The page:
Learning Lincoln On-line
CONTENTS SET A:
Personal Stories #9-- "My Politics"
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Autobiographies and other Sources
[Selections are from Abraham
my duty as captain in the Illinois Volunteers in the Black Hawk War, 1832
". . .
I was elated, ran for the Legislature the same year (1832) and was beaten--the
only time I ever have been beaten by the people. The next, and three succeeding
biennial elections, I was elected to the Legislature. I was not a candidate
afterwards. During this Legislative period I had studied law, and removed to
Springfield to practise it. In 1846 I was once elected to the lower House of
Congress." A. Lincoln
not a candidate for re-election. From 1849 to 1854, both inclusive, practiced
law more assiduously than ever before. Always a Whig in politics, and generally
on the Whig electoral tickets, making active canvasses--I was losing interest in
politics, when the repeal of the Missouri Compromise aroused me again."
"I was reelected in
1836, 1838, and 1840," to the Illinois General Assembly as Representative.
In 1846 I was elected to the lower House of Congress, and served one term
only, commencing in December, 1847, and ending with the inauguration of General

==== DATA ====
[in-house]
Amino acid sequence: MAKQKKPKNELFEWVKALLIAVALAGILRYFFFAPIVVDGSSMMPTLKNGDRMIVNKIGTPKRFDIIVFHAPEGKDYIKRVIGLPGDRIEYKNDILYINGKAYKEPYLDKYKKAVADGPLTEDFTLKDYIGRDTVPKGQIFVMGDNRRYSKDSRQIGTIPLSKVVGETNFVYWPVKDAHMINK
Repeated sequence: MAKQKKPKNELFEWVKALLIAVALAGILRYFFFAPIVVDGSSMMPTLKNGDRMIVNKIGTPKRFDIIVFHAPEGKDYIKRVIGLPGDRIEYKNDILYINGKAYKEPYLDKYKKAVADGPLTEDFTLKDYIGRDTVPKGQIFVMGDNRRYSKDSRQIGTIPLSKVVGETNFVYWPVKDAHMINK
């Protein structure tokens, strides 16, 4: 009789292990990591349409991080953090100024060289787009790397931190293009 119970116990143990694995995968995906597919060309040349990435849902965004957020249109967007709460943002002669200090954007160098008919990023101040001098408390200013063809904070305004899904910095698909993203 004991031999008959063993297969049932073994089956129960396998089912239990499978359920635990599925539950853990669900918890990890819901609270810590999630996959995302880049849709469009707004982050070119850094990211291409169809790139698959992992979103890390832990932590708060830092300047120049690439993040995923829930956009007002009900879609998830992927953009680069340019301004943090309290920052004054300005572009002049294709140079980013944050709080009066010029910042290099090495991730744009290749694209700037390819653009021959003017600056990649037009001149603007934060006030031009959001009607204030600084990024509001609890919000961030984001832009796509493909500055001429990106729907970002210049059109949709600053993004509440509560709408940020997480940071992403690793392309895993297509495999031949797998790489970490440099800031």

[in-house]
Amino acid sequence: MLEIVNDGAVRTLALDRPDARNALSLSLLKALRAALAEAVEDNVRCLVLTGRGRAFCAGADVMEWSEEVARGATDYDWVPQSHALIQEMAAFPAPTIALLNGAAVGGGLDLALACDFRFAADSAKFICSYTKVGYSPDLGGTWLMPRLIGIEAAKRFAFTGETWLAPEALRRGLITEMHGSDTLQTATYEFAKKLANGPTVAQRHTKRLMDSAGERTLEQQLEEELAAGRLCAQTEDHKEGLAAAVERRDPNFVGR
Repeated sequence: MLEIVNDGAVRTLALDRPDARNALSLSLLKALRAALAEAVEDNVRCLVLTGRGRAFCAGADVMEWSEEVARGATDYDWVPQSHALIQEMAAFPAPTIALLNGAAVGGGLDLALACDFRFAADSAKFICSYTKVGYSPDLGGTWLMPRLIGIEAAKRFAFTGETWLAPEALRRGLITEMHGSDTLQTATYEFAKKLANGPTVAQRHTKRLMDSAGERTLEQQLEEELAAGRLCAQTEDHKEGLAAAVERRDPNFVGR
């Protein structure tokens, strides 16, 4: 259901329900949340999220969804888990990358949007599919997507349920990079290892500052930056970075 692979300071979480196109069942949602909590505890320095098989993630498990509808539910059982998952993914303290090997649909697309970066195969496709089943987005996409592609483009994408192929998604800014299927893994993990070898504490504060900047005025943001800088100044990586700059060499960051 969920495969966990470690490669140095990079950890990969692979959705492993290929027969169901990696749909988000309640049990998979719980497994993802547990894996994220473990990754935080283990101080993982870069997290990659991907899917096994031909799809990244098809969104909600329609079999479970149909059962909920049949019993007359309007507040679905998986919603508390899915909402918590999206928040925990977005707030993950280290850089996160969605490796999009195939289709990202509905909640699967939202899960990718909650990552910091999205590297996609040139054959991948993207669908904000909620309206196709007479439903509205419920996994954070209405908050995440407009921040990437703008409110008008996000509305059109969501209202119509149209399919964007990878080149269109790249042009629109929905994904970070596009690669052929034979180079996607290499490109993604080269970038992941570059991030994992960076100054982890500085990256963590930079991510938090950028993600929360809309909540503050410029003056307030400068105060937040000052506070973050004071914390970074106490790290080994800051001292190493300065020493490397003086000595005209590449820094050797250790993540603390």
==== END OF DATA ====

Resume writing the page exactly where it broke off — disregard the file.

Taylor, in March 1849. In 1854 his profession had almost superseded the
thought of politics in his mind, when the repeal of the Missouri Compromise
aroused him as he had never been before." A. Lincoln
In 1858, Abraham brought out
the real feelings he had against slavery in a speech in the Illinois State House.
"...A house divided
against itself cannot stand." I believe this government cannot endure,
permanently half slave and half free. I do not expect the Union to be dissolved
— I do not expect the house to fall — but I do expect it will cease to be
divided. It will become all one thing or all the other. Either the
opponents of slavery, will arrest the further spread of it, and place it where
the public mind shall rest in the belief that it is in the course of ultimate
extinction; or its advocates will push it forward, till it shall become alike
lawful in all the States, old as well as new — North as well as South...."